My Photography learning Tips

5-star camera amongst 5-star competition,

Posted in Digital Camera by makelargps on January 17, 2010

I’ve owned an Olympus Evolt E510 for over a year. Here are a few comments that might help you.

The Olympus Evolt E520 adds face detection, a vertical panning IS (image stabilization) mode, and an improved sensor with better noise and dynamic range. Conventional wisdom is that it is not worth upgrading an E510, and further that it is worth looking at E510s on markdown if you can find a good deal. The E520, though, is certainly improved.

There are no bad DSLRs any more. They are all really good, although within a given budget and dimension, designers have to prune certain features. Olympus’ main feature is the four-thirds sensor – this is one of the smaller sensor footprints available, meaning that lens designs are slightly more compact, but small sensors generate more noise in low-light conditions.

In good light, sensor noise is not a problem. For most consumer-level users, ISOs up to about 400 or even 800 are very good – but most consumers would notice the more grainy, washed out look at 1600. I would rate an ISO1600 shot as unacceptable at 8″x10″ on the E510.

The small light circle also makes the Olympus view finder smaller and darker. If you peer through, say, a budget Nikon, the view is noticeably larger and brighter.

However, the Olympus Evolt E520 has image stabilization in the body, rather than the lenses. Lens stabilization is slightly better – it also works while you are framing up the shot – but obviously you pay for it in every lens. Many Canon/Nikon lenses do not have IS.

Neither the Olympus Evolt E520 nor the kit lenses are weather sealed. Be careful in the rain or at the beach. Fortunately, the Olympus self-cleaning sensor is probably the best one out there. I have not had to clean my sensor yet.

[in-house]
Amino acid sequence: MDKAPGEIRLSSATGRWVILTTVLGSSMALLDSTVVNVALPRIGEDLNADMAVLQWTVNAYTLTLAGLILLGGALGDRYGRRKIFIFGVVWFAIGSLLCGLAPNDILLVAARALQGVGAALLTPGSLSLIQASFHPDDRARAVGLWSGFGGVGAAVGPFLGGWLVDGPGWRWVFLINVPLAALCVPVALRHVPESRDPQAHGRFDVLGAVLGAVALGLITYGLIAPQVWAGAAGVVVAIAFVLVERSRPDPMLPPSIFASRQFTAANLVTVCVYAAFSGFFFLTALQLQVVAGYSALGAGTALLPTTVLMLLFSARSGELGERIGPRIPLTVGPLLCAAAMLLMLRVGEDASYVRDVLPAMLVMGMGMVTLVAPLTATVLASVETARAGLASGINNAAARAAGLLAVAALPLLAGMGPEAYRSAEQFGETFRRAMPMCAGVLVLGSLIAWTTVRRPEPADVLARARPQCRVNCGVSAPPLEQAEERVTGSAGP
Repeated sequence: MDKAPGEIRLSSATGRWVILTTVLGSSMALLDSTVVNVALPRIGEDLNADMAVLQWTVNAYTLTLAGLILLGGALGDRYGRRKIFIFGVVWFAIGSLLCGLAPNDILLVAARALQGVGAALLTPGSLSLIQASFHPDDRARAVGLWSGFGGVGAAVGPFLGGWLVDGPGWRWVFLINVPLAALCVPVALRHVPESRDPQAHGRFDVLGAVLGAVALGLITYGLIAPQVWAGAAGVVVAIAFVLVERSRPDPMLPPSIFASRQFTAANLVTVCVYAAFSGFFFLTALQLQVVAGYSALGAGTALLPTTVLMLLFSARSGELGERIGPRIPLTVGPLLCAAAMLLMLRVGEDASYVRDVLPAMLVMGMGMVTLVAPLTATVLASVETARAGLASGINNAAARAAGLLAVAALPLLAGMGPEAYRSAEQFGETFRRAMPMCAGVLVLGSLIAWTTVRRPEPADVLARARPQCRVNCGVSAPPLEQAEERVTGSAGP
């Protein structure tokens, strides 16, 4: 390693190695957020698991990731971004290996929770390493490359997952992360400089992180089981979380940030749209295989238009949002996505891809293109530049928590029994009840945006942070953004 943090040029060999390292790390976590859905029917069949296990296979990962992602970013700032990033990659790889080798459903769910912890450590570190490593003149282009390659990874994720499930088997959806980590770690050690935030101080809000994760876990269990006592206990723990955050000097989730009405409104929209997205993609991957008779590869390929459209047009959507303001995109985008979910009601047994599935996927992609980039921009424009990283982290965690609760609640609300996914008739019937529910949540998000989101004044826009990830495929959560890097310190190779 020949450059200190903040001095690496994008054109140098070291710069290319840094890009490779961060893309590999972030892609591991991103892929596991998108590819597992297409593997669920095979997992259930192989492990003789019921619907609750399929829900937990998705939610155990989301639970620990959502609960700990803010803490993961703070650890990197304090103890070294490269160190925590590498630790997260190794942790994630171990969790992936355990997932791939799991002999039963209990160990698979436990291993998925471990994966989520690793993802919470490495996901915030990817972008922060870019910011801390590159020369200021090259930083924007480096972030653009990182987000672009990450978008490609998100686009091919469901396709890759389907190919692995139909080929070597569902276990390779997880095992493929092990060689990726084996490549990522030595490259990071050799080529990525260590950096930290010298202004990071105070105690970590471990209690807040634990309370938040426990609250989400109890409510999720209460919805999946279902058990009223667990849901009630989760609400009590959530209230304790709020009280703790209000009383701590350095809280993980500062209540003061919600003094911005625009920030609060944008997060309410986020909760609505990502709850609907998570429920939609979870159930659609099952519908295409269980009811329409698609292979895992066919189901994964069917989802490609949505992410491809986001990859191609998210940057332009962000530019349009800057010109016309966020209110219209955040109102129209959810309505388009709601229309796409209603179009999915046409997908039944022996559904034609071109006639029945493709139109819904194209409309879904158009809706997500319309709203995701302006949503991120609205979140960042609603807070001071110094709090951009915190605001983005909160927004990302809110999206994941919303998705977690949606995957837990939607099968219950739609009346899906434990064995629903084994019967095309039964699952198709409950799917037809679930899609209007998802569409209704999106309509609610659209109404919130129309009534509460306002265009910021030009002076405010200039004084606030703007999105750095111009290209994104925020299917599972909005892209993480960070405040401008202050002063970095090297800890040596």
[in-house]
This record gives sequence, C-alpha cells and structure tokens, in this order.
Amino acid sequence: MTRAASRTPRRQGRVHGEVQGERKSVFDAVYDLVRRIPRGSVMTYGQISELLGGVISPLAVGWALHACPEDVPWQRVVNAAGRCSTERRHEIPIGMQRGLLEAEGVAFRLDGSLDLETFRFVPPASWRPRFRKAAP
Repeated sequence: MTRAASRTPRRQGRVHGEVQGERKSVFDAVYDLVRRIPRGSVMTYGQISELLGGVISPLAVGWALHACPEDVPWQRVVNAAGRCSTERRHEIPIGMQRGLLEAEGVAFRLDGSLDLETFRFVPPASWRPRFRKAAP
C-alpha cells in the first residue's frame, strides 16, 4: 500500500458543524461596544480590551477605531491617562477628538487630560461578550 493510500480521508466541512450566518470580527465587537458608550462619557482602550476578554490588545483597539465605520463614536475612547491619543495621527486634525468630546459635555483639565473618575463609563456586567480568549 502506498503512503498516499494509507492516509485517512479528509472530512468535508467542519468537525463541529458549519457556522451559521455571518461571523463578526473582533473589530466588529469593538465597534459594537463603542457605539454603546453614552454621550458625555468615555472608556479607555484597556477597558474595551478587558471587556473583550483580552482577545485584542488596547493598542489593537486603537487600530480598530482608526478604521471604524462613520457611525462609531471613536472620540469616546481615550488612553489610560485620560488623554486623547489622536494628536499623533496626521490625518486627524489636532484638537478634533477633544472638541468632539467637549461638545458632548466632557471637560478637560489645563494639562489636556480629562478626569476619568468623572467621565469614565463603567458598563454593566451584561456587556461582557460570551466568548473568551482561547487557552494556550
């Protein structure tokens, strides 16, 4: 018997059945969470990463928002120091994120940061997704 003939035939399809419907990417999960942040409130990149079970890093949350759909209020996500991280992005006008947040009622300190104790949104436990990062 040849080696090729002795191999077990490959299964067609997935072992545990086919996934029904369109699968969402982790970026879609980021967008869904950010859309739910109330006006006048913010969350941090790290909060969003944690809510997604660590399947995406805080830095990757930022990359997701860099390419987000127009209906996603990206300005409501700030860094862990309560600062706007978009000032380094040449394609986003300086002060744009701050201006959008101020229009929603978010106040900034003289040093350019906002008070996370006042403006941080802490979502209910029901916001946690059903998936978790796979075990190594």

You will need an extra battery. The focusing in low light gets slow or fails completely as the battery runs down. I have a Duracell spare – it has been fine.

If you are into HDR (and you WILL be), the E-520 offers only +-1 EV brackets. You will have to use a tripod and fiddle with exposure between each shot for other brackets.

I recommend making a “lens plan” to decide whether to get the body only, or a 1 or 2 lens kit.

Olympus is respected for the quality of the kit lenses. These lens (the 14-42 and 40-150) are extremely compact, with good image quality. They primarily give up speed, but they are well within the speed range of other brand’s kit lenses. If you buy the kit lenses, you will look jealously at the 14-54, and the 12-60 “walking around” lenses – these are highly regarded but much more expensive. Except for the extra speed, most consumers will not notice the difference on a 5×4 print with these lenses over the kit lenses. With larger prints, or with low light, the more expensive glass is worth having.

Overall, Olympus lenses are highly regarded, even by people who are not fans of the format. Expect to pay $200 to $600 for “Standard” grade, $600 to $1200 for “High Grade”, and $1200 to $2000 for “Super High Grade” lenses. Olympus also offers a few obligatory $5000 monsters – these are well into purely-theoretical for an average user like myself.

I added the 9-18 and 70-300 lenses to my 2 kit lenses, for roughly an extra $1000. This gives me coverage from 9 through 300. These are all Olympus “Standard” quality lenses, good image quality, but not weather sealed, and a bit slow.

It is fair to say that the four-thirds system is a bit of a pariah in the camera world. There are a few pro’s shooting with it, but you should be aware that Canon has over 60% of the market, and Nikon something like 15%. If you search B&H, you will find pages and pages of Canon lenses, but only 2 pages of Olympus. Many photographers will pointedly sniff at your 4:3 ratio pictures, instead of their “classic” 3:2 ratio. However, 4:3 is a better crop if you often print out 8×10 pictures instead of the small 5×3 or 6×4, and Walmart and many other developers offer a 5×4 size.

I wish there were more lenses to choose from – yet I would still buy the ones I already bought. I wish the noise performance were better – but I have never really lost a shot because of it, and may add an E-30 body to my bag soon. I’m satisfied with the 4/3 format, and very happy with my camera.

You should google up Wrotniak, four-thirds (on Wikipedia), or four-thirds forum for more information. Olympus Evolt E520

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